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Zoning Dispute Reveals Deeper Tensions in Sedgwick County

José Salcido and Claudia Amaro | Planeta Venus

January 25, 2024


Sedgwick County Commissioners during De Leon's hearing - Picture by José Salcido

The De Leon Family's Quest for a Simple Zoning Change Opens Up a Community Rift


As the Sedgwick County Board of County Commissioners convened on the brisk morning of December 20th, a pressing issue waited on the agenda. Erendira De Leon, a Latina of short stature with a resolute expression, navigated the pre-meeting bustle, accompanied by her family and supporters. They were preparing to face off against a neighborhood dispute that had escalated to an official commission hearing.

 

The matter at hand was Zone Change Request ZON2023-00020, concerning the De Leon property on North Ridge Road. The family sought to alter zoning to accommodate seven trucks overnight for their business, a change that had unexpectedly spiraled into a neighborhood quarrel. Allegations of bias surfaced, with De Leon indicating a neighbor's objection caught on a "Karen-type" video and the pejorative reference to them as "those people."

 

Contrasting with the De Leon’s claims were the grievances of a group of older Caucasian neighbors. Their complaints ranged from excessive dust and noise to disruptions from ATV riding. However, not all neighbors were against the De Leon; one, who ran a similar truck business, supported them, recounting discriminatory remarks made by other neighbors.


Familia De León
The De León family after the hearing on December 20th, 2023 - Picture by José Salcido

Erendira and Victor De Leon moved to their new home on Ridge Rd. in 2017 with their two younger children, now 18 and 12. They wanted a bigger property for their kids to have more space.

 

De Leon had opened several restaurants in Wichita in the past, but they were tired and decided to quit the food industry a few years ago. They have now been investing in properties that they remodel.

 

When they moved to their new property in Ridge Rd., they saw an opportunity. Victor De Leon started De Leon Concrete LLC, a company that started by offering concrete work and now has evolved into a construction material hauling company.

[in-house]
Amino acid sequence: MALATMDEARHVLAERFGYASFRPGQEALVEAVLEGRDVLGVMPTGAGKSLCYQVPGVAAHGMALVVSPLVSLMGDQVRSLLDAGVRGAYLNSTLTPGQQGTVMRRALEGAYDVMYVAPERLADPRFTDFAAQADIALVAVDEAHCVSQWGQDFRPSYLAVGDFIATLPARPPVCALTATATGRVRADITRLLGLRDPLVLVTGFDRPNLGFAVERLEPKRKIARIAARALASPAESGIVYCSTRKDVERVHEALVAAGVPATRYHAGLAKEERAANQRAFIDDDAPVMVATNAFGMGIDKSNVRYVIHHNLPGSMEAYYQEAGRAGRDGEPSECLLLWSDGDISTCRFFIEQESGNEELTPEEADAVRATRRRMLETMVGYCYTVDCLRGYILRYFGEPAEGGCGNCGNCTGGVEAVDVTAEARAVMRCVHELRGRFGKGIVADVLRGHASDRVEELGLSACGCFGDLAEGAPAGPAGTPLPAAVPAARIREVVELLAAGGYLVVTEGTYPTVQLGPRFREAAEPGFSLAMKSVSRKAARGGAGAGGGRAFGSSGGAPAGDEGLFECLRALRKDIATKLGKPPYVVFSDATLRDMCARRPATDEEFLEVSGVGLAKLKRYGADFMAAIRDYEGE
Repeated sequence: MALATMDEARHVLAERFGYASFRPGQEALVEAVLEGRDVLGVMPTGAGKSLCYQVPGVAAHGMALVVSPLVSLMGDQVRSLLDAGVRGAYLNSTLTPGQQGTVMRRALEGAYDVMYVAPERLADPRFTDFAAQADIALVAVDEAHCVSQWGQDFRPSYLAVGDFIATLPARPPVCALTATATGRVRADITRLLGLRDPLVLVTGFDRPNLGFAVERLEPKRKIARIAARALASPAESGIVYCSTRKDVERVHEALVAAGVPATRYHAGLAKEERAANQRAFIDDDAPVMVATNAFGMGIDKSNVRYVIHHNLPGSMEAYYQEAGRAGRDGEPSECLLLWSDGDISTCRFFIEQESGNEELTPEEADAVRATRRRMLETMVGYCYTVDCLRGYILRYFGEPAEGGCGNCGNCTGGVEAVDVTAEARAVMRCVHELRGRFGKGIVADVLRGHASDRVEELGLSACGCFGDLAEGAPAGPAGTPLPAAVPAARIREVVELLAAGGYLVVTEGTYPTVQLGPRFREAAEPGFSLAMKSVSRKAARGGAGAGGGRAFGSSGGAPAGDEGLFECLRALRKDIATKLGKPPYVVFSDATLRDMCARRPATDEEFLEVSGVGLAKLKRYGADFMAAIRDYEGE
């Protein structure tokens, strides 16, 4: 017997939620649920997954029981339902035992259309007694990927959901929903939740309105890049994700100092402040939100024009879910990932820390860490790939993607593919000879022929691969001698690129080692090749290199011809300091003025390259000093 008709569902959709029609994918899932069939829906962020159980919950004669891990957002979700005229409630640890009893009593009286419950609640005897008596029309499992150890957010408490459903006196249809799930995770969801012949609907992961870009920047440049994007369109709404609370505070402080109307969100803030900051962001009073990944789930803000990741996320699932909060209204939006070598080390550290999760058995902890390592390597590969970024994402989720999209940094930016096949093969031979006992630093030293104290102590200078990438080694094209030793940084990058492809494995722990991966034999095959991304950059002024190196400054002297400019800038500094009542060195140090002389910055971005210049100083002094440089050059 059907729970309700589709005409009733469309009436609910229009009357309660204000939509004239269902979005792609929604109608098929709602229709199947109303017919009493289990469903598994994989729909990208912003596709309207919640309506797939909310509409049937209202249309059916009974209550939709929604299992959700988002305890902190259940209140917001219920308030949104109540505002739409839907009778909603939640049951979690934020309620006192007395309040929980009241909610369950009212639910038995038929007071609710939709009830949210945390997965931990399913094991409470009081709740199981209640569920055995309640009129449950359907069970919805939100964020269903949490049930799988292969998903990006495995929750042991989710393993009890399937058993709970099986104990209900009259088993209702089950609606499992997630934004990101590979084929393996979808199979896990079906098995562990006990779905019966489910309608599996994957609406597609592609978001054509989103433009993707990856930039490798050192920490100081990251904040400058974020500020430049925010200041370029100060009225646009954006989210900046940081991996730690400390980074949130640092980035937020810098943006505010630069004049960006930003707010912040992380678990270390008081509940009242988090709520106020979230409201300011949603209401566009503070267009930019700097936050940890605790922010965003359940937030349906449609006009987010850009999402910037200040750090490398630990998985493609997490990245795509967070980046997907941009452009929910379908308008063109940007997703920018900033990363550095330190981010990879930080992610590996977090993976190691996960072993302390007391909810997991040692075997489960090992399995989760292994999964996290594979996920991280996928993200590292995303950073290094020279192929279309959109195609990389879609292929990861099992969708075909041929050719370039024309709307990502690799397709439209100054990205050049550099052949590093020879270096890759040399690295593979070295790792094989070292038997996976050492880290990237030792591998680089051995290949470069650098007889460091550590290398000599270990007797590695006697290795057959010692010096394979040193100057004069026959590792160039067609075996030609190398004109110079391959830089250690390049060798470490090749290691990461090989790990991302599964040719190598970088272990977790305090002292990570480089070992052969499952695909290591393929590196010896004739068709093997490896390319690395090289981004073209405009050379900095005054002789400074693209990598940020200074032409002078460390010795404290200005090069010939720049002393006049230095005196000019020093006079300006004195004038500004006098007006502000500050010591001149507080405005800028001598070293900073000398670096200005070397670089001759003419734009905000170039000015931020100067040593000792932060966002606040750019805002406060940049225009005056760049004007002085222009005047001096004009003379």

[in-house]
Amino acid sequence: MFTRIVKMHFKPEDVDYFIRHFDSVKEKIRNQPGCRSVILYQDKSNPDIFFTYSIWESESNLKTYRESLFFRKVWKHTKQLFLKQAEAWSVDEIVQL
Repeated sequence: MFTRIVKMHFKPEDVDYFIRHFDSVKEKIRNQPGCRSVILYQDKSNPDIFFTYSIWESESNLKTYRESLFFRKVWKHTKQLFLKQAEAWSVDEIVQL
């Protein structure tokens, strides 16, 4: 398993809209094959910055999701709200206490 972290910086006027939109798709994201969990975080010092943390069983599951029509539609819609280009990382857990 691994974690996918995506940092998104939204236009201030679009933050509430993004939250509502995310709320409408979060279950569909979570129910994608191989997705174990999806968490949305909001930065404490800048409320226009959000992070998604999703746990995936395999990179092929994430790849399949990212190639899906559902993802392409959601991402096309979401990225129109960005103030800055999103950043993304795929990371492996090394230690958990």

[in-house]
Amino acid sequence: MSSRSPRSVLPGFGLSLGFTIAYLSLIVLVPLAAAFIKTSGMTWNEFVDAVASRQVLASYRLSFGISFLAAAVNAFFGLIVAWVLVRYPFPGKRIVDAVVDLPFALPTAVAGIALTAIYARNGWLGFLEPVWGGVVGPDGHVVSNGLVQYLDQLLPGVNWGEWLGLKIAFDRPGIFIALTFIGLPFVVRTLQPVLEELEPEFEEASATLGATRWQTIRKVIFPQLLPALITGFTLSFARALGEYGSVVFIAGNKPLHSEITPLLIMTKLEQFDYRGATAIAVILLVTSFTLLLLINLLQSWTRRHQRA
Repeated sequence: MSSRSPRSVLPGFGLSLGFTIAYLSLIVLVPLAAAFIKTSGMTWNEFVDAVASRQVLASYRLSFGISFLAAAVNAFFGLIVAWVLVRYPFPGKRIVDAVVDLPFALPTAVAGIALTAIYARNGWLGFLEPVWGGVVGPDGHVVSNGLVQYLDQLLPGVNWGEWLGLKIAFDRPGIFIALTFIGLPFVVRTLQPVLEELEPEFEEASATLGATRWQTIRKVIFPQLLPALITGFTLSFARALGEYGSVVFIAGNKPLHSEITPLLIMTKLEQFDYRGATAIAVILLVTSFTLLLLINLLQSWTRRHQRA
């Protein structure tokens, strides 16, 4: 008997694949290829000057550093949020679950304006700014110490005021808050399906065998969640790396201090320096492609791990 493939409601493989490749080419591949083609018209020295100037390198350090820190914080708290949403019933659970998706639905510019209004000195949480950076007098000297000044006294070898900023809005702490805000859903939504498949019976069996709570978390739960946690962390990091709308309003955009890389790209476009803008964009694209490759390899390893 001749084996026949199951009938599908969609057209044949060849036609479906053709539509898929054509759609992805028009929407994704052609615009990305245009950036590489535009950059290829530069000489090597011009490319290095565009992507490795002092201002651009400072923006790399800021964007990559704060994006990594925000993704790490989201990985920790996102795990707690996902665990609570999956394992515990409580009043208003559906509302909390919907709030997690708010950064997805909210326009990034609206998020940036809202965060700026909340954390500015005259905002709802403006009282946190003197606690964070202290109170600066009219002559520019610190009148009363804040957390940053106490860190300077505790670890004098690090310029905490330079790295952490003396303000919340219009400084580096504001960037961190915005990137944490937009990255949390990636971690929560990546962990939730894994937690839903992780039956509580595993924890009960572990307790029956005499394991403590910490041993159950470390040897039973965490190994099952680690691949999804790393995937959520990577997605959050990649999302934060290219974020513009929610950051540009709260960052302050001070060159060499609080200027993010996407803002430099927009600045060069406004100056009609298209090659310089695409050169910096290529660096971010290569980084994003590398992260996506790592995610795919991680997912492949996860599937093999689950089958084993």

“Those were not our plans. When we moved, it just happened. I was working in restaurants, but then I changed my mind, I was tired. We decided to open this small company. We started little by little. We did not see this happening, but we realized that here we have four sand plants around us, and we started investing in medium size trucks.” Said Erendira De Leon.

 

De Leon says that, ever since they moved, neighbors complained and called on them for minor things, but she did not want trouble, so she ignored them, if a city or county official approached them with a situation De Leon says they would fix it as soon as possible.


“Sometimes we do not understand how every system work in different cities and counties but if they tell me I will fix it and do it right, we do not like problems, we never had them before.” Said De Leon, but according to her, things started getting worse and angry neighbors started coming to her house to threaten them and ask them to leave. She says she heard rumors from other neighbors that a group of people were gathering signatures and saying that they did not want “those Hispanics” in the neighborhood.


This situation made De Leon extremely uncomfortable, and she feared for her children, who had been approached aggressively by some neighbors.

  

The issue's elevation to the Commission's attention was peculiar, particularly given the Planning Director Scott Wadle's recommendation against the De Leon family, despite the Metropolitan Area Planning Commission's denial and the surrounding land use's apparent compatibility with the family's request.

 

Yet, the meeting offered moments of redemption. Commissioner Jim Howell's nuanced understanding of zoning versus quality-of-life issues brought clarity to the proceedings. Eighteen-year-old Angel De Leon's articulate defense of the family business highlighted the session's dramatic potential.

 

While the De Leon family succeeded, the victory was tempered with conditions that hint at underlying tensions within the community's governance. This zoning case stands as a cautionary tale for county residents about the fragility of property rights and entrepreneurial freedom when faced with neighborly discontent.

 

The De Leon family's struggle represents both a personal triumph and a collective warning: the ease with which community bias and administrative hurdles can undermine the American dream of enterprise.


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